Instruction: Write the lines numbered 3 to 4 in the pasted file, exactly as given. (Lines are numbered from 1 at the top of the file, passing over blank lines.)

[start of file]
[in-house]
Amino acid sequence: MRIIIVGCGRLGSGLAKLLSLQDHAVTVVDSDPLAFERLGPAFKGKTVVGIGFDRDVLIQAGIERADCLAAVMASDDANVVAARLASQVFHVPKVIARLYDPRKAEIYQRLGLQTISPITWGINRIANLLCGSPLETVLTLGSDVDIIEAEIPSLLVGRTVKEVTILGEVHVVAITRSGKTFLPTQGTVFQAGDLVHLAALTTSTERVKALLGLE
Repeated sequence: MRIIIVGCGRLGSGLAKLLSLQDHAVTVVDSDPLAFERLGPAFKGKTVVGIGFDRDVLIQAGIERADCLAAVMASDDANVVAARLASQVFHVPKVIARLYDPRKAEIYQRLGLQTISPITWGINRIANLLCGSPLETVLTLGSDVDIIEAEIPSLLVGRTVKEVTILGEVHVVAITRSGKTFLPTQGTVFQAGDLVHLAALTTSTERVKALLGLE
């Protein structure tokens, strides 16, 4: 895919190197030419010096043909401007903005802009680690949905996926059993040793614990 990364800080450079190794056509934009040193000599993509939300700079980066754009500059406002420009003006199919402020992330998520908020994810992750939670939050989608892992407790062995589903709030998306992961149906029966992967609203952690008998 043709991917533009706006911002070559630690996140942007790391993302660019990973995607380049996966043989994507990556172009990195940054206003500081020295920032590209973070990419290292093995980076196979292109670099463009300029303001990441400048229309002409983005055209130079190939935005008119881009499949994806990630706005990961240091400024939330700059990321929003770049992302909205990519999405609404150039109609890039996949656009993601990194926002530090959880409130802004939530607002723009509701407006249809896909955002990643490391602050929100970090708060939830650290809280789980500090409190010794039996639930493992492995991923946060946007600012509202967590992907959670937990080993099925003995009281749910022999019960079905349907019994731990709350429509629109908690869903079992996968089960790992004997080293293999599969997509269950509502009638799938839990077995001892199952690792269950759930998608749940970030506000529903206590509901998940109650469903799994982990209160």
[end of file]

Repeated sequence: MRIIIVGCGRLGSGLAKLLSLQDHAVTVVDSDPLAFERLGPAFKGKTVVGIGFDRDVLIQAGIERADCLAAVMASDDANVVAARLASQVFHVPKVIARLYDPRKAEIYQRLGLQTISPITWGINRIANLLCGSPLETVLTLGSDVDIIEAEIPSLLVGRTVKEVTILGEVHVVAITRSGKTFLPTQGTVFQAGDLVHLAALTTSTERVKALLGLE
């Protein structure tokens, strides 16, 4: 895919190197030419010096043909401007903005802009680690949905996926059993040793614990 990364800080450079190794056509934009040193000599993509939300700079980066754009500059406002420009003006199919402020992330998520908020994810992750939670939050989608892992407790062995589903709030998306992961149906029966992967609203952690008998 043709991917533009706006911002070559630690996140942007790391993302660019990973995607380049996966043989994507990556172009990195940054206003500081020295920032590209973070990419290292093995980076196979292109670099463009300029303001990441400048229309002409983005055209130079190939935005008119881009499949994806990630706005990961240091400024939330700059990321929003770049992302909205990519999405609404150039109609890039996949656009993601990194926002530090959880409130802004939530607002723009509701407006249809896909955002990643490391602050929100970090708060939830650290809280789980500090409190010794039996639930493992492995991923946060946007600012509202967590992907959670937990080993099925003995009281749910022999019960079905349907019994731990709350429509629109908690869903079992996968089960790992004997080293293999599969997509269950509502009638799938839990077995001892199952690792269950759930998608749940970030506000529903206590509901998940109650469903799994982990209160």